Over the years, many coaches have said the same thing.
When things are going well for their side, the players get the credit.
But when things are going wrong, the first people in the firing line are those in the management team.
So spare a thought for the rugby defence coach.
It is not a title that someone takes on lightly.
Because if an evisceration of the sort Saints suffered against Saracens on the opening day of the season occurs, one man will step firmly into the spotlight.
That man was Mark Hopley, the Saints defence coach, who saw his side ship seven first-half tries and two in the second period on the way to a 55-24 defeat.
It was a sobering start to the new season and had some supporters on social media questioning Saints' defensive structure - or lack of it.
But seven days later, Saints bounced back in style, ensuring Leicester Tigers barely got a sniff at Franklin's Gardens.
Only a moment of magic from Jonny May helped Tigers penetrate the home defence and even then it was only enough for a 24-11 defeat for the outfit from Welford Road.
Six days later, Bath didn't even manage one score as Saints shut the door to secure an impressive 24-6 success and end the opposition's winning start to the season.
The players were rightly praised for bringing added intensity and desire, and Hopley and his fellow coaches stepped back out of the spotlight.
Such is life at the helm of a top professional team.
But Hopley isn't complaining - instead he recognises it is all part of the job and continues to focus on his current role.
"Obviously it's hard sometimes not to take things personally," said the former back row forward, who played 50 games for Saints before joining the Academy coaching staff.
"The result against Saracens wasn't the best in terms of nine tries conceded but we've worked really hard over the last few weeks, as we have all pre-season and I think we are getting better and better as we go.
"Even in the victory against Bath last Friday, there's still always things we can work on.
"It's about picking out positives and the things that have been really positive for me have been the desire and work rate.
"We've highlighted work rate in team meetings and it's been massive.
"Our players have grown from making big hits in games and hopefully that goes into the way we've played."
Teams will only manage to meet expectations if their coaches manage to coax the necessary amount of determination out of the players.
Saints lacked that physical edge against Saracens, but they rediscovered it against Tigers and Bath.
And now they will aim to take it to the Madejski Stadium for Sunday's Aviva Premiership clash with London Irish.
"It's about a mindset and we found out in the first game that if you're slightly off, a quality team will punish you," Hopley said.
"It's about having that focus every time you come out.
"It's got to be non-negotiable and I think we've done that over the past couple of weeks, but going away to London Irish this weekend is going to be tough.
"They're a very physical team and they showed against Harlequins (Irish beat Quins on the opening day of the season) that on their day they have been very competitive.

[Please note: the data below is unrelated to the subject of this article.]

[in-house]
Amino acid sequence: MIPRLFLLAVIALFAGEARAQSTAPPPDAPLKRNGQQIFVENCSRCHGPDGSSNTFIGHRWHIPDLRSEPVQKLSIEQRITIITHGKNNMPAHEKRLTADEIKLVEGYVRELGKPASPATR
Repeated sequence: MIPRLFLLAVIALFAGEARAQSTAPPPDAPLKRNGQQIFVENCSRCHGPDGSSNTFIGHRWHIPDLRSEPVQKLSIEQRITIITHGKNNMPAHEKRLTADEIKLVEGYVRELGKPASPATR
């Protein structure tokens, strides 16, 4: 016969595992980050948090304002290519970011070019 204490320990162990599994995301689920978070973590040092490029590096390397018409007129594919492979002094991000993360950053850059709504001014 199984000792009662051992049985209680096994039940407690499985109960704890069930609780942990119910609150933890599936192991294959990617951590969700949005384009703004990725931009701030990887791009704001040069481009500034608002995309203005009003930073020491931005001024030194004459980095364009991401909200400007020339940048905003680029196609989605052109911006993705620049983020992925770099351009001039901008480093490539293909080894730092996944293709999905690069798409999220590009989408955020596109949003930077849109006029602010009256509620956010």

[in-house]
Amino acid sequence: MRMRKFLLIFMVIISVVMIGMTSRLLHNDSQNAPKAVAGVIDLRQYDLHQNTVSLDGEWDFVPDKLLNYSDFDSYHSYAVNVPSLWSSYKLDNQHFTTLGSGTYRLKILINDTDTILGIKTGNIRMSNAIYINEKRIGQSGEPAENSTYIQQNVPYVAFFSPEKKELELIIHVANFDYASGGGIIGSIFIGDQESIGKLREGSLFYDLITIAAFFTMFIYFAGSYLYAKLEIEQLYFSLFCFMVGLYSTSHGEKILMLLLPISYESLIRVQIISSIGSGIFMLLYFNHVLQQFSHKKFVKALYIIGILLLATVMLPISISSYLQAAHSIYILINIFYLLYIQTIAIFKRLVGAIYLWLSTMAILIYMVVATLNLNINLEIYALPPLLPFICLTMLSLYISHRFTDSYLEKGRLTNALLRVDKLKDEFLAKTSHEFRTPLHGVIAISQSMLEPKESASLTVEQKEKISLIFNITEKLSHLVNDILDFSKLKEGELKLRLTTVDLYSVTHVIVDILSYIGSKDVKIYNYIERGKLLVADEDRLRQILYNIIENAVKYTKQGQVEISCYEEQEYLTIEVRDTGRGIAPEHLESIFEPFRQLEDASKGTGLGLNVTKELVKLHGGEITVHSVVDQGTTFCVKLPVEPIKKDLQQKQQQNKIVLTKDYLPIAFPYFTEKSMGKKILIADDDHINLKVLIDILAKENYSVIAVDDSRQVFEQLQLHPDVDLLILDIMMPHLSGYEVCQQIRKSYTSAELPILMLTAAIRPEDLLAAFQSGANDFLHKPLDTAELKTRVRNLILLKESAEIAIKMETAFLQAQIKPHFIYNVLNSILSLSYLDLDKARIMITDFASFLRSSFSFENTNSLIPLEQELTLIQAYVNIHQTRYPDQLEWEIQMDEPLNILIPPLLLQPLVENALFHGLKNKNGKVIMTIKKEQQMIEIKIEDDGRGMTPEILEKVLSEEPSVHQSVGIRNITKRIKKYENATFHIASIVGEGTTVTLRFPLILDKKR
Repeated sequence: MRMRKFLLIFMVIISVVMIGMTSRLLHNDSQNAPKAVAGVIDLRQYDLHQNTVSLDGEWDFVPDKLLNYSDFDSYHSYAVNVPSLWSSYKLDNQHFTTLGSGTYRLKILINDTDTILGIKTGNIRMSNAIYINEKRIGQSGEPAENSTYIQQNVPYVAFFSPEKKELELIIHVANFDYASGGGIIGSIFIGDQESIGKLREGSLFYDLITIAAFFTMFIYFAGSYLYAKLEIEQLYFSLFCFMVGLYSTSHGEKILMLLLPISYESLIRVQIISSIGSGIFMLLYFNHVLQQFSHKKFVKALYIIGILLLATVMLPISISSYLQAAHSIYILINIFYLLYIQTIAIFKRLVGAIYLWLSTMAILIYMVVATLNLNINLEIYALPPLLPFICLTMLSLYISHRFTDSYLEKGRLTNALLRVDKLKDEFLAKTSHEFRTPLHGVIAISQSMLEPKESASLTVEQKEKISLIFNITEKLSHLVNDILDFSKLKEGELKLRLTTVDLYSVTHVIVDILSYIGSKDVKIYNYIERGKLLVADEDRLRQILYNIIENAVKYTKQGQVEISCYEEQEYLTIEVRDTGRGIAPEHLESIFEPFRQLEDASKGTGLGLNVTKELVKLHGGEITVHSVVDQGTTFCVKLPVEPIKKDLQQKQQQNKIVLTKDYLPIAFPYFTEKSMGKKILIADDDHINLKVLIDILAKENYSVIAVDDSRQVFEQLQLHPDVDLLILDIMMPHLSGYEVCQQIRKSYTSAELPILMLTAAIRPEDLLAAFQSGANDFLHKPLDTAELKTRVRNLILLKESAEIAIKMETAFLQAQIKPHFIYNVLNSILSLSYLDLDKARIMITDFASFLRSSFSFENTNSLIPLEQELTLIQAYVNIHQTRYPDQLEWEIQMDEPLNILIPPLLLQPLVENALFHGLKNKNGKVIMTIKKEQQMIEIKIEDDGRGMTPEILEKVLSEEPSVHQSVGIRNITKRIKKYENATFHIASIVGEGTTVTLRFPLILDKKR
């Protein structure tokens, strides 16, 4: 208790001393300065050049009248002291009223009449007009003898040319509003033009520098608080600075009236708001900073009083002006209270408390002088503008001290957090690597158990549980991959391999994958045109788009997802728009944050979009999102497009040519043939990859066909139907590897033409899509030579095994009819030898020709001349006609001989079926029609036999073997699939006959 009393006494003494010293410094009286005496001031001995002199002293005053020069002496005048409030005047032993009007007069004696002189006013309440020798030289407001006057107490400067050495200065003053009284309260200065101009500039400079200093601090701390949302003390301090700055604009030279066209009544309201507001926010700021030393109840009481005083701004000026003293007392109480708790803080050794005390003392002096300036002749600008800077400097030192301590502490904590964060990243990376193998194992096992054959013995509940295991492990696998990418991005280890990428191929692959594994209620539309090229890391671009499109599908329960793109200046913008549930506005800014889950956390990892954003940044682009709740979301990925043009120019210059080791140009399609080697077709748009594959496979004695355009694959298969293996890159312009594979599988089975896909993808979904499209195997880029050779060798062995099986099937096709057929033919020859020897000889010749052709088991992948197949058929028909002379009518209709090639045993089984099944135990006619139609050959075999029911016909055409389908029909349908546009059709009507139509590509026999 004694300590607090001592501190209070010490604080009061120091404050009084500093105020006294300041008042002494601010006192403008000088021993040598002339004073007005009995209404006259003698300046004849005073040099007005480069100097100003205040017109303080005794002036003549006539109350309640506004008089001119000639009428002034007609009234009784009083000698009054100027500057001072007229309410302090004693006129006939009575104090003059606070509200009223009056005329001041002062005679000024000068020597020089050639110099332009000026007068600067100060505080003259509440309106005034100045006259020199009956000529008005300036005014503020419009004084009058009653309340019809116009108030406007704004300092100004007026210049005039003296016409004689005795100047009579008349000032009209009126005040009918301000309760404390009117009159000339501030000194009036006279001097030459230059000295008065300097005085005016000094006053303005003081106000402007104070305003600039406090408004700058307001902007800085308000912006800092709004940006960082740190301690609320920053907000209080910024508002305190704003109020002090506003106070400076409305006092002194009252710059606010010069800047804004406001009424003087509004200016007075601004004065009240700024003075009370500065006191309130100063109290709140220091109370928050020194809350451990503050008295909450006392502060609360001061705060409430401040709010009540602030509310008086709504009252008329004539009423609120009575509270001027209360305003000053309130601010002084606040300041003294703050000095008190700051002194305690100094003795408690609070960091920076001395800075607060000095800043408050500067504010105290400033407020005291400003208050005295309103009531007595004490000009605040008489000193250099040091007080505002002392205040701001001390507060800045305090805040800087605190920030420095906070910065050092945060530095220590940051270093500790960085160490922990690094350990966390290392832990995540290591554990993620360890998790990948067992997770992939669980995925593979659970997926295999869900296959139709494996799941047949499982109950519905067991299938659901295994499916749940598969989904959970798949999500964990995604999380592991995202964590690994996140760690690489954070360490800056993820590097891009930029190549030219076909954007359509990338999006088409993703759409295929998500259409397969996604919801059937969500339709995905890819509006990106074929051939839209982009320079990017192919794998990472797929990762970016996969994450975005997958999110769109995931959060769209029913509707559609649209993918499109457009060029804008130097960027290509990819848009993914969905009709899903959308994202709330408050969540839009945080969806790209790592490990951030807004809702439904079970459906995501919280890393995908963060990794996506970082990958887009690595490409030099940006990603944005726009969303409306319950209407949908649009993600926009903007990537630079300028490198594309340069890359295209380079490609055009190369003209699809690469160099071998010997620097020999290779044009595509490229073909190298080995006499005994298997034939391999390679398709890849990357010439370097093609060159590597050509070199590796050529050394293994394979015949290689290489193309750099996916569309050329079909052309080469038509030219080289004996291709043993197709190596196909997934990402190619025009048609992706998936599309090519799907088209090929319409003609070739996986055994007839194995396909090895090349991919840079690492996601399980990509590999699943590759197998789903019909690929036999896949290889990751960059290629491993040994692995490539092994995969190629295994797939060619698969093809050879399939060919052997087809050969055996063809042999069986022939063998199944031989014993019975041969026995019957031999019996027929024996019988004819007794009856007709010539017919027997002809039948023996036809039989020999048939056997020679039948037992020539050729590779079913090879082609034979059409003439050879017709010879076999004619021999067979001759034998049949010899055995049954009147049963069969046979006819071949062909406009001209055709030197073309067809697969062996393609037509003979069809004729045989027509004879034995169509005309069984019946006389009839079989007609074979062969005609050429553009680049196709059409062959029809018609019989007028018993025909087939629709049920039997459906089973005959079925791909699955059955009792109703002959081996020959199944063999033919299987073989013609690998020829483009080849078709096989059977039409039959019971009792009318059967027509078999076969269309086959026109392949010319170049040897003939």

"We need to be ready going to the Madejski Stadium.
"Those two games at home were brilliant but away from home we need to front up.
"Away from home, solid defence wins you games and that's what we need.
"We don't need to be too elaborate away from home. We need a very good kicking game on the back of a good defensive effort and hopefully that will be enough."
Hopley was promoted to the position of first-team defence coach last season, after cutting his teeth in an Academy role.
Alan Dickens switched to attack coach, with Saints reaping the rewards in that area of the game.
Hopley has taken time to put his stamp on things, but he has been working tirelessly to do so.
And Saints have reaped the benefits during the past two games.
"The Academy role was development-based but since I've moved up to the first-team role it's very much performance-based and results driven," Hopley explained.
"The most important thing for us is that we win at the weekend.
"In terms of hours, you work extremely hard in the Academy, extremely anti-social hours, the days are very long - you work evenings a few nights a week.
"I've always had responsibilities with the Wanderers so some weeks I'd be doing Under-18s, second team and first team, but now I've got the sole focus of working with the senior squad.
"It's a lot more focused, but not necessarily any easier."
The presence of former Academy mentor Hopley will provide reassurance for the youngsters who have made the step up into the first team in recent years.
And the 33-year-old is delighted to see the recent progress of players such as Tom Collins and Harry Mallinder.
"It's brilliant," Hopley said.
"My first year in the Academy someone like Tom Collins was 16 and I've seen him go each step of the way.
"It's really pleasing for me to see how he's developed over the years into a fine player.
"He's started the season on fire and for us as coaches it's about making sure he's got that support and challenging him to get better every week."
And it is not just the youngsters who are learning all the time.
"As a coach you're always looking to get better and to learn," Hopley said.
"We've had people in for me to learn from and someone like (England defence coach) Paul Gustard has been very good.
"But also going away in the summer and going to (rugby league side) Warrington Wolves was very good for me to get snippets here and there.
"What you do is you take the bits you like and you form that into your philosophy."
Saints will hope that philosophy pays off again at the Madejski Stadium on Sunday.